Highest decrease among Black, Latino individuals

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(WTTW News)

U.S. residents can expect to live one year less, according to a new report from the Centers for Disease Control and Prevention that uses data from the first half of 2020. That decrease in average life expectancy is even steeper in Black and Latino communities. 

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Princeton University professor Dr. Eddie Glaude Jr. talks about his hopes for the nation — and those of writer James Baldwin — in this week’s Black Voices Book Club selection.

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“White Fright: The Sexual Panic at the Heart of America’s Racist History” re-examines the Reconstruction era through the 1960s and offers a new perspective on America’s history of white supremacy. Author Jane Dailey joins us as part of our Black Voices Book Club series.

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The Lost Beach Trail at Sand Ridge Nature Center leads to a view of an ancient shoreline. (Courtesy of Forest Preserve District of Cook County)

An ancient sand ridge in the Calumet region became a well-worn route used by enslaved people seeking freedom.

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(WTTW News)

With Black history month underway, we take a closer look at how and what we teach our children about Black history with state Rep. La Shawn Ford, a former Chicago Public Schools teacher, and Maureen Tatsuko Loughnane, executive director of the nonprofit Facing History and Ourselves.

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President Joe Biden talks about the rise white supremacy in his inaugural address on Jan. 20, 2021. (WTTW News via CNN)

The Biden administration has released its racial equity agenda. We talk with the leaders of the National Urban League and its Chicago affiliate about their hopes for the next four years.

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(Photo by CDC on Unsplash)

What health care institutions and practitioners can do to unwind the systemic racism that continues to affect health care outcomes in Black and Latino communities.

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State Sen. Kimberly Lightford appears on “Black Voices” on Sunday, Nov. 1, 2020. (WTTW News)

This turbulent year spurred the Illinois Legislative Black Caucus to develop an anti-racism agenda. State Sen. Kimberly Lightford tells us how Black legislators hope to dismantle systemic racism.

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In this June 24, 2020, file photo, Antonio Mingo, right, holds his fists in the air as demonstrators protest in front of a police line on a section of 16th Street that’s been renamed Black Lives Matter Plaza, in Washington. (AP Photo / Jacquelyn Martin, File)

Black Lives Matter has been a lot of things in its brief, fiery life. It has been a slogan, a rallying point. A movement that led protests coast to coast. A heaven-sent resource. Now, BLM’s influence faces a test.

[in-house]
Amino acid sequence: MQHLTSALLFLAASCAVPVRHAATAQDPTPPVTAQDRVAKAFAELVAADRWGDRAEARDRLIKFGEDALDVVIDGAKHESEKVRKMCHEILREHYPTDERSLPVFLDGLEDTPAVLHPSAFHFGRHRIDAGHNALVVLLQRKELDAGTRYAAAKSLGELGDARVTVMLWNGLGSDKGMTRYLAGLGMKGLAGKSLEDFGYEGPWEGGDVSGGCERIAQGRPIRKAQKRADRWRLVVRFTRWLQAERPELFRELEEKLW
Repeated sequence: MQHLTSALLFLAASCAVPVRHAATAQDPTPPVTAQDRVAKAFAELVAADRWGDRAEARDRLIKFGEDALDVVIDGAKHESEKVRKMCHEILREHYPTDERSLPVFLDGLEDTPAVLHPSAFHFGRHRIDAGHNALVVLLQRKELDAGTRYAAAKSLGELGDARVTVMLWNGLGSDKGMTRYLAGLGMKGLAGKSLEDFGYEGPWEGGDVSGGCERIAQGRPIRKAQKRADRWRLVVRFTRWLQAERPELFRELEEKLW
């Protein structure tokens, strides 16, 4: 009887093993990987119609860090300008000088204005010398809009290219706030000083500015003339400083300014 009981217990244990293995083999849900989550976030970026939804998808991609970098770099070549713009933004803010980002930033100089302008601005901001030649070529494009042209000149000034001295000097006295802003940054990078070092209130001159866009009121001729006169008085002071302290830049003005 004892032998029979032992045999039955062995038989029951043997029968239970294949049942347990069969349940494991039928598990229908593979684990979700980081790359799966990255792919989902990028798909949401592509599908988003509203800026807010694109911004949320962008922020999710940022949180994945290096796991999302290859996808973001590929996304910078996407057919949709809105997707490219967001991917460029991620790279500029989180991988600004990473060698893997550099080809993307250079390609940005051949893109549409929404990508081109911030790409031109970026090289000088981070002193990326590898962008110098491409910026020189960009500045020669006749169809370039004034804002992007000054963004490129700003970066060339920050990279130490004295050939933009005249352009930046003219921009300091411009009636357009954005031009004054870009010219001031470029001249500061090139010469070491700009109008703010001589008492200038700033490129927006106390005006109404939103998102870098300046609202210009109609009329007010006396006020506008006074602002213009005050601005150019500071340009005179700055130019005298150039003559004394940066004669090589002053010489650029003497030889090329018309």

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Lee Bey appears on “Black Voices” via Zoom on Sunday, Oct. 18, 2020. (WTTW News)

Is the HBO horror series on your binge-watching list? Architecture critic and author Lee Bey unpacks the hidden history of the new show.

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A strip of businesses in Chicago’s Montclare neighborhood on the Northwest Side. (WTTW News)

Efforts to transform a Northwest Side tax program created in the 1980s amid the racist panic that greeted the election of Chicago’s first Black mayor are stalled — nearly two years after new leadership promised a fresh start.

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Efuru Flowers, a co-founder of Black Women Rally for Action, poses for photos Monday, Sept. 28, 2020, in Los Angeles. (AP Photo / Jae C. Hong)

Local leaders say formally acknowledging the role racism plays not just in health care but in housing, the environment, policing and food access is a bold step. But what the declarations do to address systemic inequalities vary widely.

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“I don’t know who the Proud Boys are,” Trump said on Wednesday. We discuss white supremacy and hate groups in America with the Anti-Defamation League and a local reporter. 

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In this Sept. 7, 2020 photo, a protester carries a Proud Boys banner, symbol of a right-wing group, while other members start to unfurl a large U.S. flag in front of the Oregon State Capitol in Salem, Ore. (AP Photo / Andrew Selsky, File)

President Donald Trump’s initial refusal to condemn a far right fascist group drew fierce blowback before he altered his message in a day-later effort to quell the firestorm. 

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(Adam Jones / Flickr)

With the nation racing to come to grips with centuries of racial sins, officials plan to remove the Capitol lawn statue of Stephen A. Douglas, whose forceful 19th century politics helped forge modern-day Illinois but who also profited from slavery.

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(Goodfreephotos_com / Pixabay)

Mayor Lightfoot called the life expectancy gap between Black and White residents “unacceptable,” as the Chicago Department of Public Health issued a new report that found systemic racism pervades nearly every aspect of civic life.